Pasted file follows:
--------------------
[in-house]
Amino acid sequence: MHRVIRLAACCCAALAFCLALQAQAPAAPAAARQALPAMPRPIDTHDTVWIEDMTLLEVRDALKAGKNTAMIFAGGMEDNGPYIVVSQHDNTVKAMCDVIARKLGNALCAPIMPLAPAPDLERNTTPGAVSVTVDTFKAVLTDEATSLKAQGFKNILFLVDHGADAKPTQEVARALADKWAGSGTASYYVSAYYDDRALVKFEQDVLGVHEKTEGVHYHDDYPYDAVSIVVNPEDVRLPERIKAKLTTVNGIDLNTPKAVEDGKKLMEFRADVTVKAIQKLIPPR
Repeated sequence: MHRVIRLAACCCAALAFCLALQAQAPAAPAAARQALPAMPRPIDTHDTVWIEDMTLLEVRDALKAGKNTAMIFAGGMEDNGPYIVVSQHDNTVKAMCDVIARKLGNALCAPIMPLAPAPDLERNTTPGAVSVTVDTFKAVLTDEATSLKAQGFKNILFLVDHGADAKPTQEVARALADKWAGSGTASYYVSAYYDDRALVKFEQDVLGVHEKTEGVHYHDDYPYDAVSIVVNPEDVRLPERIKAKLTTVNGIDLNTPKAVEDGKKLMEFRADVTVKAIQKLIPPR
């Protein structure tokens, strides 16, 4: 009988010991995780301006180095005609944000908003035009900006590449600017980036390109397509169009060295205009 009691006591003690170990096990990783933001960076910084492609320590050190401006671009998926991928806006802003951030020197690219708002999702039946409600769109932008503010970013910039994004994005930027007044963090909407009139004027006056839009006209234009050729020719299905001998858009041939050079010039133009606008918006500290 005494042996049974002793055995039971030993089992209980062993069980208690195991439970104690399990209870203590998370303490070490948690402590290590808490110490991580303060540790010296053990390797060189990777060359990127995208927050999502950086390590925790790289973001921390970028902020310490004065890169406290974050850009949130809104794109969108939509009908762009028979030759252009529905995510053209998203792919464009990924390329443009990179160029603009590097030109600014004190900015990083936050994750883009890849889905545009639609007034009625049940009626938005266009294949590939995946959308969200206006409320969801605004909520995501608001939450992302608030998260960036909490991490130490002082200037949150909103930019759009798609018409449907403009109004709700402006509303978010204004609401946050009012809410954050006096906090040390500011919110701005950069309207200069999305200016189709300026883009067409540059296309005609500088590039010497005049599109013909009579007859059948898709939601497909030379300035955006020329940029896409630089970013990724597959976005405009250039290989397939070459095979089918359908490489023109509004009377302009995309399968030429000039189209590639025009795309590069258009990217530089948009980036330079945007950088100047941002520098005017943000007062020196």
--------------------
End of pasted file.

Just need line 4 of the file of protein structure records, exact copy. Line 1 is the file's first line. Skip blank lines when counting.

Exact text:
């Protein structure tokens, strides 16, 4: 009988010991995780301006180095005609944000908003035009900006590449600017980036390109397509169009060295205009 009691006591003690170990096990990783933001960076910084492609320590050190401006671009998926991928806006802003951030020197690219708002999702039946409600769109932008503010970013910039994004994005930027007044963090909407009139004027006056839009006209234009050729020719299905001998858009041939050079010039133009606008918006500290 005494042996049974002793055995039971030993089992209980062993069980208690195991439970104690399990209870203590998370303490070490948690402590290590808490110490991580303060540790010296053990390797060189990777060359990127995208927050999502950086390590925790790289973001921390970028902020310490004065890169406290974050850009949130809104794109969108939509009908762009028979030759252009529905995510053209998203792919464009990924390329443009990179160029603009590097030109600014004190900015990083936050994750883009890849889905545009639609007034009625049940009626938005266009294949590939995946959308969200206006409320969801605004909520995501608001939450992302608030998260960036909490991490130490002082200037949150909103930019759009798609018409449907403009109004709700402006509303978010204004609401946050009012809410954050006096906090040390500011919110701005950069309207200069999305200016189709300026883009067409540059296309005609500088590039010497005049599109013909009579007859059948898709939601497909030379300035955006020329940029896409630089970013990724597959976005405009250039290989397939070459095979089918359908490489023109509004009377302009995309399968030429000039189209590639025009795309590069258009990217530089948009980036330079945007950088100047941002520098005017943000007062020196």